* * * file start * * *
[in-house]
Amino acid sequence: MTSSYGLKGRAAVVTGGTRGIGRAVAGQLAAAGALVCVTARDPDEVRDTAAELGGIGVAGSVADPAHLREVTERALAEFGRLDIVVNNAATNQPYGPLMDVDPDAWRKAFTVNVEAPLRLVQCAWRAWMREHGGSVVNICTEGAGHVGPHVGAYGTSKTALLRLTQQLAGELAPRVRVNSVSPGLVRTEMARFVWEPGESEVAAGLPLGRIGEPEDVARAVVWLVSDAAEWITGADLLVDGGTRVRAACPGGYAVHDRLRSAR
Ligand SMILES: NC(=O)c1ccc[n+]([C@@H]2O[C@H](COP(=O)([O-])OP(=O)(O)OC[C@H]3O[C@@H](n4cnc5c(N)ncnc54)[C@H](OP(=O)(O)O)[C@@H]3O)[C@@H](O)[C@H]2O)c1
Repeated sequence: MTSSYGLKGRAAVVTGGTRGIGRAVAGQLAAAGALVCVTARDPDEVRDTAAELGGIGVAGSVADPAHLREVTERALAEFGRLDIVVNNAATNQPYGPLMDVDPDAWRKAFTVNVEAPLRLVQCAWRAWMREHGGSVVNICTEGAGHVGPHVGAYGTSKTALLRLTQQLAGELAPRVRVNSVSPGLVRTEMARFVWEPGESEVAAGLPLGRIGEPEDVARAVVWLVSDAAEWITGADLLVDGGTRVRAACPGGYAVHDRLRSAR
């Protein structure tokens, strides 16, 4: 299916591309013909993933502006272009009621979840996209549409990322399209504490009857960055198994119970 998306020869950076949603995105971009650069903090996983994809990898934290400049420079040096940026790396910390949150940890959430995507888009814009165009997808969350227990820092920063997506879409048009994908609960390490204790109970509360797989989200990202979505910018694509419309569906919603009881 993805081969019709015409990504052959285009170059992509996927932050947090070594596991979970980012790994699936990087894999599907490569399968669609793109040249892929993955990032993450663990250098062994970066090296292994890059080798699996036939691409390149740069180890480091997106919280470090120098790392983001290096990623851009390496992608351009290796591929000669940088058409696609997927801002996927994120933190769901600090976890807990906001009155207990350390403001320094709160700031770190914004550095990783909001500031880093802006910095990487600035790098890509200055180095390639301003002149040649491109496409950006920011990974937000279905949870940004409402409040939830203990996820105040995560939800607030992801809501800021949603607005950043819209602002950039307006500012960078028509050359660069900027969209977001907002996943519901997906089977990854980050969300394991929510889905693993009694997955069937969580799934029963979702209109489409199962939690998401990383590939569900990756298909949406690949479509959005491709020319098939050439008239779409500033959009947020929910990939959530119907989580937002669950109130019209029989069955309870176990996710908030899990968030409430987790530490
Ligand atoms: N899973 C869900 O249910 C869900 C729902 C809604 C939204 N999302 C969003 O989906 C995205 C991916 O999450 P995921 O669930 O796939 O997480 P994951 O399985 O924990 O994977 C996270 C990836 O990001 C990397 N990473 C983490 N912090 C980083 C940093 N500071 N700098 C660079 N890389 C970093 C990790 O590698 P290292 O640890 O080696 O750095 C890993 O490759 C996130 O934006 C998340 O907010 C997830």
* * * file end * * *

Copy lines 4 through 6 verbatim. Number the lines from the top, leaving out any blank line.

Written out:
Repeated sequence: MTSSYGLKGRAAVVTGGTRGIGRAVAGQLAAAGALVCVTARDPDEVRDTAAELGGIGVAGSVADPAHLREVTERALAEFGRLDIVVNNAATNQPYGPLMDVDPDAWRKAFTVNVEAPLRLVQCAWRAWMREHGGSVVNICTEGAGHVGPHVGAYGTSKTALLRLTQQLAGELAPRVRVNSVSPGLVRTEMARFVWEPGESEVAAGLPLGRIGEPEDVARAVVWLVSDAAEWITGADLLVDGGTRVRAACPGGYAVHDRLRSAR
């Protein structure tokens, strides 16, 4: 299916591309013909993933502006272009009621979840996209549409990322399209504490009857960055198994119970 998306020869950076949603995105971009650069903090996983994809990898934290400049420079040096940026790396910390949150940890959430995507888009814009165009997808969350227990820092920063997506879409048009994908609960390490204790109970509360797989989200990202979505910018694509419309569906919603009881 993805081969019709015409990504052959285009170059992509996927932050947090070594596991979970980012790994699936990087894999599907490569399968669609793109040249892929993955990032993450663990250098062994970066090296292994890059080798699996036939691409390149740069180890480091997106919280470090120098790392983001290096990623851009390496992608351009290796591929000669940088058409696609997927801002996927994120933190769901600090976890807990906001009155207990350390403001320094709160700031770190914004550095990783909001500031880093802006910095990487600035790098890509200055180095390639301003002149040649491109496409950006920011990974937000279905949870940004409402409040939830203990996820105040995560939800607030992801809501800021949603607005950043819209602002950039307006500012960078028509050359660069900027969209977001907002996943519901997906089977990854980050969300394991929510889905693993009694997955069937969580799934029963979702209109489409199962939690998401990383590939569900990756298909949406690949479509959005491709020319098939050439008239779409500033959009947020929910990939959530119907989580937002669950109130019209029989069955309870176990996710908030899990968030409430987790530490
Ligand atoms: N899973 C869900 O249910 C869900 C729902 C809604 C939204 N999302 C969003 O989906 C995205 C991916 O999450 P995921 O669930 O796939 O997480 P994951 O399985 O924990 O994977 C996270 C990836 O990001 C990397 N990473 C983490 N912090 C980083 C940093 N500071 N700098 C660079 N890389 C970093 C990790 O590698 P290292 O640890 O080696 O750095 C890993 O490759 C996130 O934006 C998340 O907010 C997830």